Emergency light fittings have a battery as a backup power source that is continuously charged. Emergency light fittings monitor when the power has failed and instantly move over to using the backup battery. You are legally required to fit emergency lighting to you premises in accordance with the latest standards and guidance, risk assessments must be carried out legally to keep the occupants of the building safe in the event of an emergency.
The objective of emergency lighting is to allow for business continuity or in the worst-case situations, evacuation of staff and/or public in a safe manner.
There are two types of emergency light fitting, maintained and non-maintained, here are the differences.
Maintained emergency fittings are designed to be used as a standard light fitting which can be illuminated continuously, including when complete power failure occurs. In normal circumstances the fitting will run from the buildings power supply, when the emergency mode is activated the power will be taken from the battery back-up power source.
Non-maintained fittings only illuminate when total power supply is lost. They are created to make sure all emergency exit paths are illuminated to allow for a safe and lit route. Non-maintained fittings will not be active in normal day to day conditions.
Emergency lighting should fall under your regular compliance checks and must be maintained regularly. Testing should be carried out by the responsible person on site or a qualified contractor.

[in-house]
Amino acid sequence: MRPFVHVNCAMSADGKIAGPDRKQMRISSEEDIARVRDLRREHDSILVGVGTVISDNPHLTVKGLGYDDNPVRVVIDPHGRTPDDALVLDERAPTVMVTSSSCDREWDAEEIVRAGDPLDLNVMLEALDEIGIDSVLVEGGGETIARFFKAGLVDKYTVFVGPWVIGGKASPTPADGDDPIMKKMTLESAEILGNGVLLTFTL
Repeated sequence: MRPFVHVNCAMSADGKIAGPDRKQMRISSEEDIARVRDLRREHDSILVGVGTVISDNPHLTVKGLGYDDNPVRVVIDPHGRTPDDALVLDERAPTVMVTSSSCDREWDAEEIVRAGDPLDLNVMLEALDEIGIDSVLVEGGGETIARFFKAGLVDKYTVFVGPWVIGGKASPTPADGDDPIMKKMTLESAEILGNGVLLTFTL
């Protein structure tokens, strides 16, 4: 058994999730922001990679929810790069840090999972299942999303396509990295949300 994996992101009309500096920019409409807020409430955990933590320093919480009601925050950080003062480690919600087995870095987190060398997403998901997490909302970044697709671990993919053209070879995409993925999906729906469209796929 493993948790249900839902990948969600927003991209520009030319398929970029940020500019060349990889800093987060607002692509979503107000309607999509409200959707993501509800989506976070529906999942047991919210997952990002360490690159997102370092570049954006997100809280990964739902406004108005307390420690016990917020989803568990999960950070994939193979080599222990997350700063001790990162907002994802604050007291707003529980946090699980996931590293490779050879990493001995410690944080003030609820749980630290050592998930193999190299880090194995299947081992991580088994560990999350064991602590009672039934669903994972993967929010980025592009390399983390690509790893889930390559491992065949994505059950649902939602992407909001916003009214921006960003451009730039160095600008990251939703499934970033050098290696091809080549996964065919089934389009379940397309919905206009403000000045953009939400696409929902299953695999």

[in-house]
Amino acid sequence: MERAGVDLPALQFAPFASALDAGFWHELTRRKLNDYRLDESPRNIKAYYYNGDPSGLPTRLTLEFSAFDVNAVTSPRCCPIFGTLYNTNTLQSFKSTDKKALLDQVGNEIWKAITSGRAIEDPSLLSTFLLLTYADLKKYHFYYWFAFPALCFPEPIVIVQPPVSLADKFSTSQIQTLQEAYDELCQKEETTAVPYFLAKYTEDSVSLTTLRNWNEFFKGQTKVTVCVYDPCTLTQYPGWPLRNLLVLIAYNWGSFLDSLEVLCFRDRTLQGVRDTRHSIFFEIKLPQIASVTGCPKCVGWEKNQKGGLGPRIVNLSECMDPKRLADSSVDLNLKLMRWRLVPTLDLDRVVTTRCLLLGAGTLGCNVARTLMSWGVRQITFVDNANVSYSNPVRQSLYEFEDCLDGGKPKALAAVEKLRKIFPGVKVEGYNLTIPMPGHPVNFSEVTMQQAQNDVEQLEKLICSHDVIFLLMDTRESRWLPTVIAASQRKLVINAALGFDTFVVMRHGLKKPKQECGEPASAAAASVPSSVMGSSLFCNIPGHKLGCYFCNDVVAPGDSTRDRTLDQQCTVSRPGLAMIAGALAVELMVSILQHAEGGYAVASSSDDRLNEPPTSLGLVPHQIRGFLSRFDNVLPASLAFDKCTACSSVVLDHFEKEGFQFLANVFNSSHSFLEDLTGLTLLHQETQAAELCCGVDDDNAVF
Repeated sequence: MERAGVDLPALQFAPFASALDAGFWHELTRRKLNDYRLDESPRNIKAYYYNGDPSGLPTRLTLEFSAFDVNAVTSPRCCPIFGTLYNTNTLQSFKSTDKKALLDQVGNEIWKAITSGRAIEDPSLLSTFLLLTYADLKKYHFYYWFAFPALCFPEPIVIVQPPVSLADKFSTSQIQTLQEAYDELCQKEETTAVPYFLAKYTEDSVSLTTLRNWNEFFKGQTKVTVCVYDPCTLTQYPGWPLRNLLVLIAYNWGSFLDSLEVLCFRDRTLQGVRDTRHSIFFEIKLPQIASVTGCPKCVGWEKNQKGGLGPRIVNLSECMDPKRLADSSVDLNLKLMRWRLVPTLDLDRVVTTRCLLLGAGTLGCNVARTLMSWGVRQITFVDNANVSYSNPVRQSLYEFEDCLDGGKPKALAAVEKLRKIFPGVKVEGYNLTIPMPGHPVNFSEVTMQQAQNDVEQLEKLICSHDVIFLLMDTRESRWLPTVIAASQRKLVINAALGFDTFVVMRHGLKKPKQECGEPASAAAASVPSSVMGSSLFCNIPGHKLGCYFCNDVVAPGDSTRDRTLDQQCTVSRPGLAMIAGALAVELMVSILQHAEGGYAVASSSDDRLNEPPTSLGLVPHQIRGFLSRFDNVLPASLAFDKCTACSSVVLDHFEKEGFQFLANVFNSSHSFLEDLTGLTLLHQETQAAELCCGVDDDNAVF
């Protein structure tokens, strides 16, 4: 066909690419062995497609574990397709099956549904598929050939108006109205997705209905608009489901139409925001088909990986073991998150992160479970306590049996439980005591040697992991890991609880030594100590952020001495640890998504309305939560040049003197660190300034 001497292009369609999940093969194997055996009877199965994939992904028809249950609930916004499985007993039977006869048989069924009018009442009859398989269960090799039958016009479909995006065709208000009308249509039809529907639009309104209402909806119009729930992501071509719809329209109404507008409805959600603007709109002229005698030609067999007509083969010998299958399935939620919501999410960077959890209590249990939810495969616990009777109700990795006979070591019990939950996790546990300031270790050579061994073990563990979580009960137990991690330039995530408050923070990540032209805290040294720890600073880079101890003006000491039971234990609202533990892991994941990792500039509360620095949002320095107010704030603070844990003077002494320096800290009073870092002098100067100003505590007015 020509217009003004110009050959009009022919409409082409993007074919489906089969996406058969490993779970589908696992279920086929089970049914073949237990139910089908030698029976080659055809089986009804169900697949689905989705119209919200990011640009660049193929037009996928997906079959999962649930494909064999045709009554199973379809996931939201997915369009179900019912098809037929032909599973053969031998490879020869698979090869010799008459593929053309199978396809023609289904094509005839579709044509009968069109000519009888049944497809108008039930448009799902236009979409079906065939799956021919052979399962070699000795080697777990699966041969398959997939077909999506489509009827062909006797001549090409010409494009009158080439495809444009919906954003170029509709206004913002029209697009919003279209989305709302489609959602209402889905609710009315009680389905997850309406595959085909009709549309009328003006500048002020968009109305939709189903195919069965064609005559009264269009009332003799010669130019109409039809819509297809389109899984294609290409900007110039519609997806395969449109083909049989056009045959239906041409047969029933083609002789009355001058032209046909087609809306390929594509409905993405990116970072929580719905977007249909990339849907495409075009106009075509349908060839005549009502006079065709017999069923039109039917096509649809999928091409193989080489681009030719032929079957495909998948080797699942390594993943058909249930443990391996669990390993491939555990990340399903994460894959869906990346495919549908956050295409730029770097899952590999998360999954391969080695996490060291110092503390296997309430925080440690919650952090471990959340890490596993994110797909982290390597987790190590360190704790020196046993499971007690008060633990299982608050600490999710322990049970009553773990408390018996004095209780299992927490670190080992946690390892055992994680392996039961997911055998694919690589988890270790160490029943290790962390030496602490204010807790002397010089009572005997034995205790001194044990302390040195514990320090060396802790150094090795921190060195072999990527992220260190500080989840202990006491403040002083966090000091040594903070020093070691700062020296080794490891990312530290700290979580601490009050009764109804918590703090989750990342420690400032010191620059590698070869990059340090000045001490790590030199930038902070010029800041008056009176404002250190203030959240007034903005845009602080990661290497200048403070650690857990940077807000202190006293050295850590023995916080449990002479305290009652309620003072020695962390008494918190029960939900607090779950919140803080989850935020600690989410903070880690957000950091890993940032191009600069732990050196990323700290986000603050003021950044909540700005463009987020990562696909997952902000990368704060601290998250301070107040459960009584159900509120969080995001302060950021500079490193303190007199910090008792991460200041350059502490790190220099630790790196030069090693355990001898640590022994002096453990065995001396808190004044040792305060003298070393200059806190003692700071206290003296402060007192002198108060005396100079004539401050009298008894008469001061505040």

This test should only be a short interruption to the power supply if all is functioning correctly. Once main power is restored, you must check that the fittings are completely charging up again. Results must be kept, and any defects and failures should be logged and rectified as soon as possible. Carrying out these tests monthly allows you to keep on top of all lighting in your premises.
It is extremely important that a full duration test is carried out annually. This means that emergency lighting fitting back-up batteries must provide 3 hours of constant illumination – if they do not, the 3-hour test will be considered a failure and the batteries should be replaced.
There are many factors to consider in terms of the best time to carry out your emergency light testing.
- Will it affect the day-to-day operation of the workplace, testing outside of office work hours is always an option?
- Time of day – testing during daylight hours is not always practical
- Tie it in with other compliance checks, for example fire alarm or CCTV maintenance
If you have any further questions about emergency lighting or any compliance checks for that matter, do not hesitate to get in touch. FPM can carry out a fully comprehensive survey of the premises and will advise you on the next steps forward.